HOUSTON– LAWFUEL – The Law Newswire –In the wake of the shocking Virginia Tech tragedy, bills pending in the Texas Legislature to dramatically expand employee rights to carry concealed handguns onto their employer’s premises could face severe hurdles, according to David L. Barron, an attorney in the Labor and Employment practice of Epstein Becker Green Wickliff & Hall in Houston.
The pending legislation would make it illegal for employers to prohibit employees from keeping their guns locked in their cars, and would require employers to provide an alternative location to store weapons.
“Currently, most employers prohibit guns on their property, including those licensed under the concealed carry laws,” said Barron. “Understandably, most employers don’t want the liability for maintaining a “gun-check” closet.”
Further, under the new laws, employees could sue their employers for wrongful termination if they are discharged in violation of the new law, which opens up a new class of those who may allege discrimination – gun owners.
“The opposition to the proposed legislation will become stronger as a result of the violence at Virginia Tech,” said Barron. “However, while workplace violence cannot be completely avoided, there are a number of prudent steps that can and should be taken by employers to prevent the sort of tragedy we’ve recently seen.”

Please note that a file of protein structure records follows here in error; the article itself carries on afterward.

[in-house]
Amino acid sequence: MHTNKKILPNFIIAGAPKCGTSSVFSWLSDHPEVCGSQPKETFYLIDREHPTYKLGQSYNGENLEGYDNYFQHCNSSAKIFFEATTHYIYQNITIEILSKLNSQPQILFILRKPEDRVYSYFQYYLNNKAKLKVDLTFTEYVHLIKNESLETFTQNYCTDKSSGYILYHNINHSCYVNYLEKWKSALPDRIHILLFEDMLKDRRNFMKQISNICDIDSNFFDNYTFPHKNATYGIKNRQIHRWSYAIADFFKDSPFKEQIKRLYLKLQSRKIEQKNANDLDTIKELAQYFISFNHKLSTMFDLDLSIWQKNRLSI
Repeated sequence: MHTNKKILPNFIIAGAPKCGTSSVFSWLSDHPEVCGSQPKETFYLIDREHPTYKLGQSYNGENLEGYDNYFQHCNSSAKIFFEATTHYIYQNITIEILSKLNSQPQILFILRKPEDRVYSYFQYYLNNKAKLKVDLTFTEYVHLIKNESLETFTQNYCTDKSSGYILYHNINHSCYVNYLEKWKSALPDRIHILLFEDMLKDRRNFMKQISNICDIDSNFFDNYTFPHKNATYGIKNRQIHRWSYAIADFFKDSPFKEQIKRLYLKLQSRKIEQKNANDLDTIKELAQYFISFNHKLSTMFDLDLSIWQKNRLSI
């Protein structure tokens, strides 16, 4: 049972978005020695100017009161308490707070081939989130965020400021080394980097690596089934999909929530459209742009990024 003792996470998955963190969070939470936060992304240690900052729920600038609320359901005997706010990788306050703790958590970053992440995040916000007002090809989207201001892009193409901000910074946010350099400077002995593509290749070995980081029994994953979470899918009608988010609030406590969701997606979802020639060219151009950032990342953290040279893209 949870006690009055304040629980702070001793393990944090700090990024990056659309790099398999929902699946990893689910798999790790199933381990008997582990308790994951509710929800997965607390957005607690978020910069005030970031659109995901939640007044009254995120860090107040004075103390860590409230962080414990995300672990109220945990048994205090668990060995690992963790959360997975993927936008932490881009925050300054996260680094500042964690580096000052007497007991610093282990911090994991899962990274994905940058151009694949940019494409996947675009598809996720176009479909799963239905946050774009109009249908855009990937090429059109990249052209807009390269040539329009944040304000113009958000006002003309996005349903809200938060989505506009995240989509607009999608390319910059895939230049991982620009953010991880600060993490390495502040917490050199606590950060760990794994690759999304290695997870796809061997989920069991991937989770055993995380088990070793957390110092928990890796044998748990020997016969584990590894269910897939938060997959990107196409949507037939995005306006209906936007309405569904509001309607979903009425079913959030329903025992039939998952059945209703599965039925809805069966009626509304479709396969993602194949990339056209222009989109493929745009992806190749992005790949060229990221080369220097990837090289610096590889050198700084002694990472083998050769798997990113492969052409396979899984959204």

Some suggested practical steps include the following:
Implement a comprehensive policy addressing violence in the workplace and train employees and supervisors on what to do if a problem arises. Companies should adopt a zero tolerance policy not only to acts of violence, but to threats or joking comments involving violence.
Have an evacuation plan, and inform employees of whom to call and what steps to take to report suspicious or violent conduct.
Decide how employees will be warned if there is an incident in the workplace. Consider multiple channels such as a PA system, mass email, a working loud speaker system, or channeling communication through selected personnel to maximize quick dissemination of warnings.
Have a plan in place for dealing with the “problem termination” of an employee you suspect of a propensity towards violence. Do not create a confrontation at a time and place that could lead to violence.
Take early and reasonable steps to address inappropriate conduct and language from an employee. As an immediate action, use your company’s Employee Assistance Program (EAP) to preempt potential violent behavior. Although legal advice should be sought in this area, EAP attendance in conjunction with disciplinary action can sometimes be an effective tool.
“Society has changed, and it is well-accepted fact that employers must confront violence in the workplace, or face significant liability,” said Barron. “This is a tall task indeed for most employers, but one that can be managed with effective policies, trained supervision, and careful screening practices.”
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